interview with Bob Mould of Hüsker Dü; 1983
This is one of the oldest pieces of my professional writing I seem to still have among my belongings. Not the first by a long-shot, but the first I was ever paid for, by a syndicated publication, anyway. In this case, it was actually a spin-off of a defunct Mpls. weekly called The Twin Cities Reader, which was viewed by many as being the mainstream counterpart of the other local weekly, City Pages, which had been originally christened Sweet Potato upon its' inception in 1979. Some folks may recall they actually had a contest to determine the new name for the paper, and whatever it was I suggested wasn't picked—same for almost everyone else I talked to—so who came up with Sweet Potato?Read more or less
In December 1983, the Twin Cities Reader spawned a seperate publication called Nightbeat - presumably, to give the hipsters over at City Pages a run for their market. [In an interesting historical footnote, both weeklies were actually owned by the same company for a minute in 1997, when Stern Publications bought up both papers, then promptly folded the Reader.]
This interview appeared in the first issue of Nightbeat, and was my first paid piece of writing. I had been hanging out with the members of Hüsker Dü for a couple of years, at my old place of employment, The Longhorn, and like a lot of folks in Mpls, had seen Macalaster pals Bob Mould, Grant Hart & Greg Norton evolve into a powerhouse band, even though it seemed few could agree just what kind of band they were. Their self-maintained label, Reflex, became a substantial cottage industry—one of the first true "independent" labels—years before they achieved success at the level of a corporate major label. The band had just returned to Mpls from a brief tour in support of their third EP Metal Circus; I called up Bob and asked him to let me conduct an interview, in order to give him a chance to talk about something other than how fast he played guitar, or what town had the coolest music scene.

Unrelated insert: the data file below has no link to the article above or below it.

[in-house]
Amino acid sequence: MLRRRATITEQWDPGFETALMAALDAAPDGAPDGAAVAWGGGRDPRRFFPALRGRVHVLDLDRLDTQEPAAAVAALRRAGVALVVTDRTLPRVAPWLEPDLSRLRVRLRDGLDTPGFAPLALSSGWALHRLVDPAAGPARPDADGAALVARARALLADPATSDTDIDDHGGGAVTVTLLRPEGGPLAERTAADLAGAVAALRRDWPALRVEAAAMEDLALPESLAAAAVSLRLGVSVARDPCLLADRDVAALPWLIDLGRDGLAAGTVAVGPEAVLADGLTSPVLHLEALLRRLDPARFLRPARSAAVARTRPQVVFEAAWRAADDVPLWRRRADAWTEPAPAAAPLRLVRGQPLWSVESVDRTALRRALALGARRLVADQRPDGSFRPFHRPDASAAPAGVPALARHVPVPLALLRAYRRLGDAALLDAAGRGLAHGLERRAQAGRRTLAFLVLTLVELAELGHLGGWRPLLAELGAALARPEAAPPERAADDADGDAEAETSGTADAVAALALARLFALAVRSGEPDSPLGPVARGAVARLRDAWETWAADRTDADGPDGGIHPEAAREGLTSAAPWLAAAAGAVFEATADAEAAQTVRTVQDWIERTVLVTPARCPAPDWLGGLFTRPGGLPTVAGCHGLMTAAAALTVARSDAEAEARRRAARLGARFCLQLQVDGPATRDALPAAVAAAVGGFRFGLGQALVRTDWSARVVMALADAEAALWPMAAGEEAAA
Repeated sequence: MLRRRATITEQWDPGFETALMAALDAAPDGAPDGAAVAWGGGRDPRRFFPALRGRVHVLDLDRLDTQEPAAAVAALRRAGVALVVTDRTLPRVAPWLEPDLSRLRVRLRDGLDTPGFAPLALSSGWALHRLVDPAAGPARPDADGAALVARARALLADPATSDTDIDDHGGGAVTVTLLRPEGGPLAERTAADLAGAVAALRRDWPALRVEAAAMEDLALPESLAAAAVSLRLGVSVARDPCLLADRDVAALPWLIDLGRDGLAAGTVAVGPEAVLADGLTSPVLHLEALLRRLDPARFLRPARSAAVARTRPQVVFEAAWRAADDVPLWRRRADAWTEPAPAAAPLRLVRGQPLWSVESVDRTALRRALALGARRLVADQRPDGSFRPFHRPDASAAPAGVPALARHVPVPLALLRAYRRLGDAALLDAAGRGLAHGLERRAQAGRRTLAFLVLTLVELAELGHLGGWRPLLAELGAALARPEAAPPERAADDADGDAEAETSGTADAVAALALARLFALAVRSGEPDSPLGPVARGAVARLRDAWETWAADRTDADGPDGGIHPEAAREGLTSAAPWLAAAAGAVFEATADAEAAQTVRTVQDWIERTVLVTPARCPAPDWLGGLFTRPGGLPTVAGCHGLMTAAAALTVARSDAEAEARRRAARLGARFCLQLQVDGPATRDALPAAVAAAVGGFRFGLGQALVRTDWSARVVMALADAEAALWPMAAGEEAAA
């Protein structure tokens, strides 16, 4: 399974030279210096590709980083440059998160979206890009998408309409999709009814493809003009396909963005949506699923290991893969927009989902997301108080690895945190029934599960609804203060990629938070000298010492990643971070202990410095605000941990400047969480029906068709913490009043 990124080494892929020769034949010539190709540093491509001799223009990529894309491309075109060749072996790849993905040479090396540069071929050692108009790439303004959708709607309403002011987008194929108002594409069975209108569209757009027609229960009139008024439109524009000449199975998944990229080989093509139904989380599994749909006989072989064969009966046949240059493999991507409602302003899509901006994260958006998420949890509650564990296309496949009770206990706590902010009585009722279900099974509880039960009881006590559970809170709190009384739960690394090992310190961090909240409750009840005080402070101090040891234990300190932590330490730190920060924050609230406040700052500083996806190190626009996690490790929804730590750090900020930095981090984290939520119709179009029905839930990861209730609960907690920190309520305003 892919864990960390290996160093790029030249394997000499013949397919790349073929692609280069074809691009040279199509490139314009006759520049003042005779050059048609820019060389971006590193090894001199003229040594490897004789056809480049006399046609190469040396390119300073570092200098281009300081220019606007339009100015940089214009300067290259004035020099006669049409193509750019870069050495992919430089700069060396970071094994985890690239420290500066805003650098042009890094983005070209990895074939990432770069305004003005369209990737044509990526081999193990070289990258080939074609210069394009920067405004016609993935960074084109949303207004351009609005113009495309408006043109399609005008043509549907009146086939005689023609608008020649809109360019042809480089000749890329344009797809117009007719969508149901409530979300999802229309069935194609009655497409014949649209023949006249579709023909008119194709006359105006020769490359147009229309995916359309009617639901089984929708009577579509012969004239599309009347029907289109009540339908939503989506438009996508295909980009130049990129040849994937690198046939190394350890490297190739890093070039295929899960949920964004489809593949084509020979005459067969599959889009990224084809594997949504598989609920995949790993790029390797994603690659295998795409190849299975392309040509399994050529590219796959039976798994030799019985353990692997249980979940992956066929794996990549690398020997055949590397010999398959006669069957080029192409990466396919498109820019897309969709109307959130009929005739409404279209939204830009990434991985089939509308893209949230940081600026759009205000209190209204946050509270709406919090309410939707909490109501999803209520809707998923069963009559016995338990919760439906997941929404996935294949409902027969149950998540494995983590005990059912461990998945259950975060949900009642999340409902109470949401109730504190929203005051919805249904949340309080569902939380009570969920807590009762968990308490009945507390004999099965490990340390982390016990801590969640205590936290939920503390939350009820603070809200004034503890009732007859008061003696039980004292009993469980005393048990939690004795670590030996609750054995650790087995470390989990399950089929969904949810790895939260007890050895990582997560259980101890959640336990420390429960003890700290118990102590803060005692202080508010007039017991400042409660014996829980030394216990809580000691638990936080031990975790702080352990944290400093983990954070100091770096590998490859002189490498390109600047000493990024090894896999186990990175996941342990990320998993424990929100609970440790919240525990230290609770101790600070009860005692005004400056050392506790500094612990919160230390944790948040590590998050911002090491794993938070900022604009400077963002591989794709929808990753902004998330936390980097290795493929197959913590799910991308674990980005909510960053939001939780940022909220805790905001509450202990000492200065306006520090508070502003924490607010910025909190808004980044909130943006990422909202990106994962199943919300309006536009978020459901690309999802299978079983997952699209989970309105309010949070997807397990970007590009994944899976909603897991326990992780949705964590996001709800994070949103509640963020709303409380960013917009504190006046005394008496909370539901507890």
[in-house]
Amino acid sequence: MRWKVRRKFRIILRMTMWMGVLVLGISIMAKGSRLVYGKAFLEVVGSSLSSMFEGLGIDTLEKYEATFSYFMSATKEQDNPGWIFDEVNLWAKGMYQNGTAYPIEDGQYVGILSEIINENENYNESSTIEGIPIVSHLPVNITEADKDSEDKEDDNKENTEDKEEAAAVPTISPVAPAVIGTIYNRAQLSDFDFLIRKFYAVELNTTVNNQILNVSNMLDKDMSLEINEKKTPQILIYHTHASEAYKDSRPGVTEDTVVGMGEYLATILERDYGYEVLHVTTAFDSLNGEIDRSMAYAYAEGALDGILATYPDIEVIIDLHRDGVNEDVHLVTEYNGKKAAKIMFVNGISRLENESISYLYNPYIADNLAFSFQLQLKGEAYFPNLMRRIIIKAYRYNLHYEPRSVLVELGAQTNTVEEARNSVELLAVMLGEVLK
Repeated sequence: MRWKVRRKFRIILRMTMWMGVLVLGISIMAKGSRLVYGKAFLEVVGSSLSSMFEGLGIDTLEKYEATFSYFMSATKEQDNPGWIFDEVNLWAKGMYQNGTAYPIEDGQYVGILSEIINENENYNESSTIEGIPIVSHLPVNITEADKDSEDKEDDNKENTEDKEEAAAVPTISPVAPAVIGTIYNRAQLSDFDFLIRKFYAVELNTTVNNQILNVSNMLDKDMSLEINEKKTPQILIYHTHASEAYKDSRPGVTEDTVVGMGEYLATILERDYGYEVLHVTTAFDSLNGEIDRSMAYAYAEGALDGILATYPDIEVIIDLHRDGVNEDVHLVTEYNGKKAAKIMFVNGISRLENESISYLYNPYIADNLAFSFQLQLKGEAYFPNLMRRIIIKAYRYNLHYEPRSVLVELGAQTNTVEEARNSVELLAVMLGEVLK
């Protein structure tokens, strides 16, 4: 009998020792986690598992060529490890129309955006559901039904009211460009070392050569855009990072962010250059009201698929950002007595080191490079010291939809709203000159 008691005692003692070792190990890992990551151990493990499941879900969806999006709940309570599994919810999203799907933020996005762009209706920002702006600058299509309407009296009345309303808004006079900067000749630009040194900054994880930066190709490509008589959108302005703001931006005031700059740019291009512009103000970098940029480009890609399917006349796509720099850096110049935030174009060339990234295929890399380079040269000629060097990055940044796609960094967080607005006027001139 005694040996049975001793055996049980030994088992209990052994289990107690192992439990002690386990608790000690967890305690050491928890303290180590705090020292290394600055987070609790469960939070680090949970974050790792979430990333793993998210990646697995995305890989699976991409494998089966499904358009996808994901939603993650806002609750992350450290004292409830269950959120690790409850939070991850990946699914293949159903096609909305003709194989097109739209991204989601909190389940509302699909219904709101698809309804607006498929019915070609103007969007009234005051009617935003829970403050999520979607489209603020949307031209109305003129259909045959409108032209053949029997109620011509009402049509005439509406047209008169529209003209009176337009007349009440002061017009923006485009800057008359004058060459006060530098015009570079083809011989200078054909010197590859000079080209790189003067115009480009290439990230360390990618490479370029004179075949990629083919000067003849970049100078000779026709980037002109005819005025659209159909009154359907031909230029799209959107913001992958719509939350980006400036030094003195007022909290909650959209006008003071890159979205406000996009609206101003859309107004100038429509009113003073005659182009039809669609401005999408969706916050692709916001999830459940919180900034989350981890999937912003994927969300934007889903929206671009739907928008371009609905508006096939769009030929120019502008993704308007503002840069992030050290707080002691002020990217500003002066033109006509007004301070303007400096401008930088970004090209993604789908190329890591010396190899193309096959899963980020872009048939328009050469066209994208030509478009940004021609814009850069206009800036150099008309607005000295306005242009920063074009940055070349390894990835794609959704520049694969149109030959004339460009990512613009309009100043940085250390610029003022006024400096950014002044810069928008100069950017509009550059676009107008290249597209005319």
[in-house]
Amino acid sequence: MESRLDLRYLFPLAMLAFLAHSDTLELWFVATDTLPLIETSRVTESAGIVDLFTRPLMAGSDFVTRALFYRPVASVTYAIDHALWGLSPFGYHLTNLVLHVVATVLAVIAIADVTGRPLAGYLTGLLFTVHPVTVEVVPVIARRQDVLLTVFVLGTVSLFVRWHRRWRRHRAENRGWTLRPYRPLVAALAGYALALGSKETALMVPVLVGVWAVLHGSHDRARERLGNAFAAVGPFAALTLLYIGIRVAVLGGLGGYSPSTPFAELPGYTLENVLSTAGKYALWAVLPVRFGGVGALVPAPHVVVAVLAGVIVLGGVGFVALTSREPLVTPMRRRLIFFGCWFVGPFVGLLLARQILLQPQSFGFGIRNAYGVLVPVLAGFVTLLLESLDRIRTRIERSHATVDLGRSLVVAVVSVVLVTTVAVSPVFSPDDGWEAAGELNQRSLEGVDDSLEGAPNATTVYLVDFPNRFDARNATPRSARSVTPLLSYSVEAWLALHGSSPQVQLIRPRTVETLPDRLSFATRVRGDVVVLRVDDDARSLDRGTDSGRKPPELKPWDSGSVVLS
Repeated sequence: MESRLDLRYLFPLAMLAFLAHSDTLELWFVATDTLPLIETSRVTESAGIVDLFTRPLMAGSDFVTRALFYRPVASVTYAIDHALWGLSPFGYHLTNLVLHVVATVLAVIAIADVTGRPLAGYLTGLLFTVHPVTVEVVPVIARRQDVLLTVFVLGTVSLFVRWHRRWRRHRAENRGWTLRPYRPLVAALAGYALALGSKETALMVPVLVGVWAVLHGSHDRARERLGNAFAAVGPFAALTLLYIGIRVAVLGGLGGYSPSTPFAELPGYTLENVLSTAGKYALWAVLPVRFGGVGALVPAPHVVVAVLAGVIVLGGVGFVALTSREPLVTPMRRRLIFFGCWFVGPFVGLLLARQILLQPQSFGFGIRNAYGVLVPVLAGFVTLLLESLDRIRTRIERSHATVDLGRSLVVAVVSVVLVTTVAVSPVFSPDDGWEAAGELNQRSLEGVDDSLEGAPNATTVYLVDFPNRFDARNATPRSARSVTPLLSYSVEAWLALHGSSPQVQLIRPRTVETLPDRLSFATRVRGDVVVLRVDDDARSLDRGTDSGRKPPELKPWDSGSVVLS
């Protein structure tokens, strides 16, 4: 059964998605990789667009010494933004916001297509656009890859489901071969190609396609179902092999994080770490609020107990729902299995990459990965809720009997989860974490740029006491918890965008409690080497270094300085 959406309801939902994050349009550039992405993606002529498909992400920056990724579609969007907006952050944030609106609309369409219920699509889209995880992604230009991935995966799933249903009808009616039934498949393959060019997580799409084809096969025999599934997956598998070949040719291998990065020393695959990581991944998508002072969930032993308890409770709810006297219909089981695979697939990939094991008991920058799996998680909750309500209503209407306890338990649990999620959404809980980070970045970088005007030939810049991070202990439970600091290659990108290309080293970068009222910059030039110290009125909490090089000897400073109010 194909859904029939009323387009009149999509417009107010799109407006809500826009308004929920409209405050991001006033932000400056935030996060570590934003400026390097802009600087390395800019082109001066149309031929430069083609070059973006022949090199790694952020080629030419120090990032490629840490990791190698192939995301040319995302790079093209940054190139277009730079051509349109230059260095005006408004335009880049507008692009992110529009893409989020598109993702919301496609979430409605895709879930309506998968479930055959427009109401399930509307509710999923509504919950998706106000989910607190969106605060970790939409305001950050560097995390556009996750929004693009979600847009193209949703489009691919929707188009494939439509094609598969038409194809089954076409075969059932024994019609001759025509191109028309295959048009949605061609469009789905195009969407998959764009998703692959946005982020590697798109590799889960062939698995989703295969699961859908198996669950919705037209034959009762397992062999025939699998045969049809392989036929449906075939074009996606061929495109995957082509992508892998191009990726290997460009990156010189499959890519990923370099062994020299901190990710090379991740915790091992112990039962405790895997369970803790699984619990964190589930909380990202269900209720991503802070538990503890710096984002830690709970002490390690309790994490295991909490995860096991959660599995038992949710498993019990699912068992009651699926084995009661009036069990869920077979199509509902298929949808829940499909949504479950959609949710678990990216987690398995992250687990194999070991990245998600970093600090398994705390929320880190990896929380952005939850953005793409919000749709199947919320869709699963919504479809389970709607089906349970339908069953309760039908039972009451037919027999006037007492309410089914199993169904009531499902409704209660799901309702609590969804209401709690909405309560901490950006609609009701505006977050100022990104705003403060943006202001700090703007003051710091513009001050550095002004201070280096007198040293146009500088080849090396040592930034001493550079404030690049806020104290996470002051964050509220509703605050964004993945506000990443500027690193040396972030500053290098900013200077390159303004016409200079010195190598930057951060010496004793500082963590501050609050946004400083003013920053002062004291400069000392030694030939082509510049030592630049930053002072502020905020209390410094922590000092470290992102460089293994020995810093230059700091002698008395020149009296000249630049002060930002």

The interview took place in South Mpls, at the upper-level apartment Bob was renting at the time - over Thanksgiving dinner, actually (no meat, but there was a huge salad served in a black enamel roasting pan). Bob and I ate dinner, listened to countless Hüsker Dü outtakes, and pored through the band's fan mail together, before actually doing the interview. Twin Cities Reader Editor Martin Keller wanted me to follow up with an addendum, relating to the last days of local music venue Goofy's Upper Deck, which had closed its' doors after a rampage of vandalism earlier that year (loosely referred to by some as a "riot"), but when I talked to Bob about it, we both agreed that it seemed pointless to give the situation any more attention than it had already received. Nonetheless, Keller persisted. Subsequently, it would be many years before I considered writing for any syndicated publications again, as I wanted to avoid the sensationalist approach I was convinced they all catered to at the time. Having given it another attempt in the late '90s, and into the millenium, I realize I still feel pretty much the same way even now.
Interestingly, the article was liberally quoted from in a book which appeared in 2000, called Our Band Could Be Your Life: Scenes from the American Indie Underground, 1981-1991, by Michael Azerrad. I learned of this by purchasing the book when it came out, and discovering my own words throughout the chapter about Hüsker Dü. Although my article had been credited to me in the back pages, it was also referred to as being an unpublished manuscript (I'm not really sure where that information came from). When I attempted to set the record straight with Azerrad's publishers, Little Brown, a representative indicated that he got the "unpublished" document directly from Bob Mould, who of course could not substantiate that claim. Azerrad himself never returned any of my messages. Then again, some of these industry people can make themselves very difficult to reach when its' convenient for them. It still leaves open the question as to whether or not someone might owe me royalties for my published work, but when trying to negotiate with corporate types, I've learned not to hold my breath.
© J. Free / Night Beat Magazine; 1983